A look at some of the off-the-shelf technologies that have a role to play in every modern dental laboratory.
Dental labs have always been supported by a foundation of technologies designed to help skilled technicians work with specialized materials to design and fabricate crowns, bridges, dentures, and numerous other dental appliances. The scanners, mills, and printers used by dental labs are all technology platforms that are also used in other industries, which have been customized for the unique needs of a dental lab. The materials these systems process are also technologies developed and fine-tuned for dental applications.
Although a dental lab relies on many specialized innovations, there are plenty of consumer technologies that labs should be employing to help with everything from business operations to communications, and much more. Here are 5 consumer technologies that can help any dental lab.
About a decade ago, this entry would likely have omitted the word smart as a phone by itself is an essential part of any lab’s operations. However, the rise of these pocket computers that combine a phone, camera, video player, and so much more, makes the smartphone an essential tool. These devices can stand in for many of the other technologies on this list because they can be used for capturing and sharing case images, watching training videos, looking up references, talking with clients, and even providing music to keep the lab going throughout the workday. Just be sure to keep a charging cord handy.
This technology might seem redundant with a smartphone on hand, but sometimes a bigger processor—and a bigger screen—is a huge advantage. Although a dedicated digital lab is going to want top-of-the-line computers for running CAD/CAM applications, having a desktop machine to manage the business side of the lab, track cases, and handle numerous other tasks makes sense. The smartphone might be convenient and multidimensional, but a stand-alone computer, which can handle more data-intensive tasks, remains a necessity in almost any business.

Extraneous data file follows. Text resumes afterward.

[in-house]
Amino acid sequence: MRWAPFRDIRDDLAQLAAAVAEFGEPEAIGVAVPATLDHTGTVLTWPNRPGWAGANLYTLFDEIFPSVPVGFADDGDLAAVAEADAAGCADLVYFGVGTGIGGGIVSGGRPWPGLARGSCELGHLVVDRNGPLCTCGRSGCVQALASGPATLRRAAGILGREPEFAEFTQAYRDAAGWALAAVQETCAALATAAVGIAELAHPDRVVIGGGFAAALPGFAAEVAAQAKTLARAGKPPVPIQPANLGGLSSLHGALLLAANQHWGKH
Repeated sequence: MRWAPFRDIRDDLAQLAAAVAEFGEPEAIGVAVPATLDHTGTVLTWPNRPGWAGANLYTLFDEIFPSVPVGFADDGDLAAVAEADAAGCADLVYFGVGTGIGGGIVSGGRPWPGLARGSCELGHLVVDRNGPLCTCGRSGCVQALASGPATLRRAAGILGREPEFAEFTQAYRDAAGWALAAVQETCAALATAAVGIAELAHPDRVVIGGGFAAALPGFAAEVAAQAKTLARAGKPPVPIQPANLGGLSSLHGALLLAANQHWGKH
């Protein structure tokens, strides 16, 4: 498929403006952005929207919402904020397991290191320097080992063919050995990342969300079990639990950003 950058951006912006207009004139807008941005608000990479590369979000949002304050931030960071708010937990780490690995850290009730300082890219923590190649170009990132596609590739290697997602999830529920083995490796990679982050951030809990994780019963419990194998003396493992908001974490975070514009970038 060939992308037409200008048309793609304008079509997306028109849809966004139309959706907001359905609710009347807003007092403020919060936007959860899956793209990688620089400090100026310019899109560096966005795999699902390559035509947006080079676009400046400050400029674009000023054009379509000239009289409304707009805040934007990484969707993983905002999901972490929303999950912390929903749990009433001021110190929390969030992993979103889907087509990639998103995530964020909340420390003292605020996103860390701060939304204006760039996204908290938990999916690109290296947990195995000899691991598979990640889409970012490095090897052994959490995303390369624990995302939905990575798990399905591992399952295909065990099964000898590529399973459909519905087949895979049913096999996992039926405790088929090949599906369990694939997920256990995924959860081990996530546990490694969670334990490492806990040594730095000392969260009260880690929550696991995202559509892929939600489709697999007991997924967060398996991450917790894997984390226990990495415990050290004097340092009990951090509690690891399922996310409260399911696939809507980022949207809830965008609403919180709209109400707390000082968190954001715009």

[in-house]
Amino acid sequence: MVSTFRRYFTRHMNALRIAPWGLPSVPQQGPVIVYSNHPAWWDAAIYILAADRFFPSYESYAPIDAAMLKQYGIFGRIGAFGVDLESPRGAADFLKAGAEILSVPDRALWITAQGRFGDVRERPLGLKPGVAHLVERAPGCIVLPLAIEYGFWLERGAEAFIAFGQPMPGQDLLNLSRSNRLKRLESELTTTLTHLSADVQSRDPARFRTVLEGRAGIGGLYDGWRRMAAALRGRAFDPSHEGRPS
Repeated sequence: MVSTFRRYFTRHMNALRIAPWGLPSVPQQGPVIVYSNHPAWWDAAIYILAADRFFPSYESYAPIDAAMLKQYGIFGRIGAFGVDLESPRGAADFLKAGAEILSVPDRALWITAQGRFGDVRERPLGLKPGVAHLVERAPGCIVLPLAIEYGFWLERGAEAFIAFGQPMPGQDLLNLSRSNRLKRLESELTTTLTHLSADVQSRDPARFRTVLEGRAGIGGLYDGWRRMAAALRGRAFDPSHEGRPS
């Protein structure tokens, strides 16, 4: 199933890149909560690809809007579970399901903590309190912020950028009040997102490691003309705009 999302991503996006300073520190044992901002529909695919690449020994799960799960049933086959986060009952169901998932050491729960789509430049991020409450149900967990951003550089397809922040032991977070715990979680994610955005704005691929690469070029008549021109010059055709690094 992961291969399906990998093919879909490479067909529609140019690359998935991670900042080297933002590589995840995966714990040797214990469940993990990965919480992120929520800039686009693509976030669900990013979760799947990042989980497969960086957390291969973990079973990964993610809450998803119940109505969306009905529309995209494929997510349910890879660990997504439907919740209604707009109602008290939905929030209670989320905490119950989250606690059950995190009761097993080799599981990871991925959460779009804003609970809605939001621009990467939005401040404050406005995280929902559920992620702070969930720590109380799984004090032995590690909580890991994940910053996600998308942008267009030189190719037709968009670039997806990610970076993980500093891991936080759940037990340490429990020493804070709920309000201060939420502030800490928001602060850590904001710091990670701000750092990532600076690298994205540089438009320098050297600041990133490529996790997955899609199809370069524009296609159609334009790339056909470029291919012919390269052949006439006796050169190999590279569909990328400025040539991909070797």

This may seem like another repetitive entry, but a tablet can have some unique applications in a dental lab due to its form. Sure, a tablet, such as an iPad, is basically a smaller computer—or a jumbo-sized smartphone—but it’s an ideal technology for use at the bench. The larger screen makes it a great tool for quick video calls or for referencing information or videos without having to stop working completely. The thin design of tablets means they do not require much benchtop real estate and can be moved around the lab with ease. Add in a Bluetooth keyboard so you don’t need to constantly touch the screen or type on the virtual keyboard to make it even more convenient.
A stand-alone camera can add even more to a dental lab. The basic use of a camera to document work and communicate with clients can be accomplished with a smartphone, especially a newer, high-end phone that features the latest in smartphone camera technology. However, a stand-alone camera setup with optimized lighting can take lab photography to new levels. It’s easy to capture every detail of a fixed or removable restoration once you have a camera and lighting properly set up in your lab. These high-quality photos can do a lot for your marketing, as well as make it easy to share extreme close-ups when a minute detail needs to be discussed with a client.
The internet now rivals the phone as the primary means of communication and makes it possible for dental practices to submit cases digitally, which eliminates shipping time and speeds up the case. The internet allows a lab to use cloud-based software for both business management and digital case design, making it easier to access information and complete work from virtually anywhere. This tool has become so essential to both work life and leisure time that today it’s hard to imagine not having instant access to information and people, regardless of location.